VIDEO GAME VIOLENCE: Will it affect my Child’s Behavior?

Research on Video Games and Aggressive Behavior

There has been a lot of debate about whether or not violence in video games can lead to an increase in maladaptive behaviors in children. As much as parents want to try to keep children and adolescents away from violent games, many children will find a way to play them. One research study revealed that approximately 70 % of American teenage boys between the ages of 13-17 have played the violent videogame Grand Theft Auto, in which the goal of the game is to steal cars and murder people. Another research study indicated that the less exposure that children have to violent games, the less aggressive behavior the children exhibit. Furthermore, a rather large research study concluded that aggressive video games lead to aggressive behaviors in children.

The question remains as to whether or not children who play violent video games are at increased risk to exhibit aggressive behavior; or is it that aggressive children tend to want to engage in aggressive activities? Regardless of the causality of preference for violent games and aggressive behavior, it is important to recognize that the children who play these violent games are at increased risk to be aggressive. 

Regulations on Video Game Violence

The government has already required video games to have a rating (ranging from E for Everyone to A for Adult) Ideally, children and adolescents would not be able to purchase video games with a certain rating scale; however, that has not been the case. The enforcement of this rating scale has been minimal at best and is really dependent upon the individual store employee.

How To Avoid Video Game Violence In Your Home

If we want to curb exposure of violence to children, we have to make sure that these children do not have access to the games. It is also the responsibility of parents to be aware of what games their children are playing. Parents should routinely check in with other parents to see what games their children may be playing at friend’s houses. Parents: have your children show you the games they are playing. Spend time with your children and play the games with them. As research demonstrates, the results of their choices in video games can be critical to their social interactions.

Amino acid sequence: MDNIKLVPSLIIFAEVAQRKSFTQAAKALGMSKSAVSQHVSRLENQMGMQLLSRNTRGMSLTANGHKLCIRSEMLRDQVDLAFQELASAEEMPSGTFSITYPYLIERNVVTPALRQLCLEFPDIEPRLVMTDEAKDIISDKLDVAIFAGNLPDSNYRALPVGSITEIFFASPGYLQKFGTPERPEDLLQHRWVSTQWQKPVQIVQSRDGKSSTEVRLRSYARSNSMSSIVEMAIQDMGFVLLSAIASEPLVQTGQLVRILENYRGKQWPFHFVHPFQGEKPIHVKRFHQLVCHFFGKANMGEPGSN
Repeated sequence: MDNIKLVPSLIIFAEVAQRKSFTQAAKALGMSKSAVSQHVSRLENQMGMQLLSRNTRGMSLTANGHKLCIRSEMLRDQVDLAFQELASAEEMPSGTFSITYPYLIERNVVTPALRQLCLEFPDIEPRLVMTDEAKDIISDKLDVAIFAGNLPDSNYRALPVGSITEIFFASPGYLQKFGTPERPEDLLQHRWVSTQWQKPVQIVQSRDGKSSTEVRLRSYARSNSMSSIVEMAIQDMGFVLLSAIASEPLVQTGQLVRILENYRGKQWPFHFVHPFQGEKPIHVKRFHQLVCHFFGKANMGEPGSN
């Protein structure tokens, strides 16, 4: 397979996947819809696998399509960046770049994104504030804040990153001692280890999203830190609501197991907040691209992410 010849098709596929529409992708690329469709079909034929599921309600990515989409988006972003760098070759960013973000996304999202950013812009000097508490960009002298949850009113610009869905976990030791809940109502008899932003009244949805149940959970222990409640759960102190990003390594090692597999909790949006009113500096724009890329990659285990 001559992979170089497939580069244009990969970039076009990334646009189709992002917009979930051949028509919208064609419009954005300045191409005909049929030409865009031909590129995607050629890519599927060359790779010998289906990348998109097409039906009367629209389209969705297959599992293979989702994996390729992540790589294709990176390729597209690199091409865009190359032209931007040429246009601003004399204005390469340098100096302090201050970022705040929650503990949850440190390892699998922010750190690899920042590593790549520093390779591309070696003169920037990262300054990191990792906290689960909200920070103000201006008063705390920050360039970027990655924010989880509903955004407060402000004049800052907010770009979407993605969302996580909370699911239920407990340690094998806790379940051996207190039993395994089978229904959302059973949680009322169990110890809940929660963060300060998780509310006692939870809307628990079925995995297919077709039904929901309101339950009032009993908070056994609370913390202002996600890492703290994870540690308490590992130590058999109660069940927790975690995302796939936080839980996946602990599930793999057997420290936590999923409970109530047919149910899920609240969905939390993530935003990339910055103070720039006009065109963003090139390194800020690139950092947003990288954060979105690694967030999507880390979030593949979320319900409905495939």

I would love to know:

  • If you allow your child to play violent video games, have you seen increased aggressiveness?

  • What are some great non- violent games that your child plays that is rated E?



3 replies
  1. maureen Evans
    maureen Evans says:

    I think Dr. Greg poses two very interesting questions. Yes, I think that children who constantly play violent video games are more aggressive, sleep less and are at risk for compulsive and addictive behaviors. Every Spring for one week our school district has “TV Tune-out” and this includes video games. Parents report that giving up TV is simple, but giving up the video games is a real struggle. They report that their children seem to be at a loss for activities, act depressed are less socialized in the family unit, and they start to act out! It literally takes days to wean kids off of these games. That’s when the penny drops for most parents! Video games are addictive and promote aggressive behaviors and language, and they can also inhibit language growth as communication stops while kids are engaged in the video game. When did watching grand theft auto and murder become acceptable entertainment? Time to start moderating the use of these games. National Geographic has the best video games of all! Challenging, and the graphics are fantastic!!

    • John
      John says:

      I think that video games have a rating for a reason. If ur child cannot handle the graphic behavior in an m rated game then you as a parent should not buy it for them. Its not the games fault it is the fault of a person not haveing the control or be mature enough to play a game without letting it control there life. so you parents thinking its the video games fault well its your fault for buying the games for your kids. take responsibility.

  2. Robyn
    Robyn says:

    This is great information! Esspecially since games are not only on game consoles any more, but also on cell phones and computers.


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